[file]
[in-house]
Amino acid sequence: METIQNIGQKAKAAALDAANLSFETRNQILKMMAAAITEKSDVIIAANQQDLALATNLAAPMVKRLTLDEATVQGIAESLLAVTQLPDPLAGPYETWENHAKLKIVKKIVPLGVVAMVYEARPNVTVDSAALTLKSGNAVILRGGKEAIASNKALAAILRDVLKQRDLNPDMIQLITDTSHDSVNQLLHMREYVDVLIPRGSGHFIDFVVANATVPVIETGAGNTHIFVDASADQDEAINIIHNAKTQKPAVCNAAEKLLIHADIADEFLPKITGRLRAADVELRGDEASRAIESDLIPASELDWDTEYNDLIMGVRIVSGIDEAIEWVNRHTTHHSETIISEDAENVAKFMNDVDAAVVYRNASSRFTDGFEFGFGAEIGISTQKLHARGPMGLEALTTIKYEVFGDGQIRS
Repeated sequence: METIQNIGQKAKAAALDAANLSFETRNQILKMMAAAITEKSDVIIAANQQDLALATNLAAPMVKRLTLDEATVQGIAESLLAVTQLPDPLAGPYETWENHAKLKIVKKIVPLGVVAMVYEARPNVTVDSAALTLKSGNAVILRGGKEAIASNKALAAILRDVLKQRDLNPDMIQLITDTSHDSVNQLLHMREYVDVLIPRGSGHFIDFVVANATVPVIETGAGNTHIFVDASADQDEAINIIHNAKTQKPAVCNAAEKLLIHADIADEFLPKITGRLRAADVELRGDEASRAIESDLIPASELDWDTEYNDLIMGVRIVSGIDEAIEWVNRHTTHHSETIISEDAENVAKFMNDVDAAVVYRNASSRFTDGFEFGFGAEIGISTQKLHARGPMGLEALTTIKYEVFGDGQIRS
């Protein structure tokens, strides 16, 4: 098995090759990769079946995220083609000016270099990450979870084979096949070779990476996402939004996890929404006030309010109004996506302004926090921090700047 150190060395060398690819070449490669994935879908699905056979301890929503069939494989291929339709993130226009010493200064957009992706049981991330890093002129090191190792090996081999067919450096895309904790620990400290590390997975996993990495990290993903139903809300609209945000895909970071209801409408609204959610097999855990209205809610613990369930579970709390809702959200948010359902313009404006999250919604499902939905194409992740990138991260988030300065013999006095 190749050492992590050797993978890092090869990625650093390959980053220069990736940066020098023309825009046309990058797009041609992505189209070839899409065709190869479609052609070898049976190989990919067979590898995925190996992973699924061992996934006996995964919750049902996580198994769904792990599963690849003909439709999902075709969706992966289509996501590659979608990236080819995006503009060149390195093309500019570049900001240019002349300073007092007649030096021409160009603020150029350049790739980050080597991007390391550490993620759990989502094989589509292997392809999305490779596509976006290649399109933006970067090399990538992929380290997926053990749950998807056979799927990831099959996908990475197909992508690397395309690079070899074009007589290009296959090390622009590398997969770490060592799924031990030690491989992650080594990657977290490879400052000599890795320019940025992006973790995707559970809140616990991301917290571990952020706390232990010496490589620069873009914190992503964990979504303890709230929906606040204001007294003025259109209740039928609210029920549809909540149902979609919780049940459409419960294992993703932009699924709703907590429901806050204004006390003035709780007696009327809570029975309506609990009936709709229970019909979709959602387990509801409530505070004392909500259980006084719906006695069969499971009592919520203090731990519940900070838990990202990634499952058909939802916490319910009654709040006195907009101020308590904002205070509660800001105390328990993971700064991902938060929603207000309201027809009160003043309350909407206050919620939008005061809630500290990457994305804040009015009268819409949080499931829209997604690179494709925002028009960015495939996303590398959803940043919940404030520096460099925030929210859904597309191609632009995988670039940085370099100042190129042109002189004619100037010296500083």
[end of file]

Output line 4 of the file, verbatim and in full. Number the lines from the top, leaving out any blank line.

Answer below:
């Protein structure tokens, strides 16, 4: 098995090759990769079946995220083609000016270099990450979870084979096949070779990476996402939004996890929404006030309010109004996506302004926090921090700047 150190060395060398690819070449490669994935879908699905056979301890929503069939494989291929339709993130226009010493200064957009992706049981991330890093002129090191190792090996081999067919450096895309904790620990400290590390997975996993990495990290993903139903809300609209945000895909970071209801409408609204959610097999855990209205809610613990369930579970709390809702959200948010359902313009404006999250919604499902939905194409992740990138991260988030300065013999006095 190749050492992590050797993978890092090869990625650093390959980053220069990736940066020098023309825009046309990058797009041609992505189209070839899409065709190869479609052609070898049976190989990919067979590898995925190996992973699924061992996934006996995964919750049902996580198994769904792990599963690849003909439709999902075709969706992966289509996501590659979608990236080819995006503009060149390195093309500019570049900001240019002349300073007092007649030096021409160009603020150029350049790739980050080597991007390391550490993620759990989502094989589509292997392809999305490779596509976006290649399109933006970067090399990538992929380290997926053990749950998807056979799927990831099959996908990475197909992508690397395309690079070899074009007589290009296959090390622009590398997969770490060592799924031990030690491989992650080594990657977290490879400052000599890795320019940025992006973790995707559970809140616990991301917290571990952020706390232990010496490589620069873009914190992503964990979504303890709230929906606040204001007294003025259109209740039928609210029920549809909540149902979609919780049940459409419960294992993703932009699924709703907590429901806050204004006390003035709780007696009327809570029975309506609990009936709709229970019909979709959602387990509801409530505070004392909500259980006084719906006695069969499971009592919520203090731990519940900070838990990202990634499952058909939802916490319910009654709040006195907009101020308590904002205070509660800001105390328990993971700064991902938060929603207000309201027809009160003043309350909407206050919620939008005061809630500290990457994305804040009015009268819409949080499931829209997604690179494709925002028009960015495939996303590398959803940043919940404030520096460099925030929210859904597309191609632009995988670039940085370099100042190129042109002189004619100037010296500083």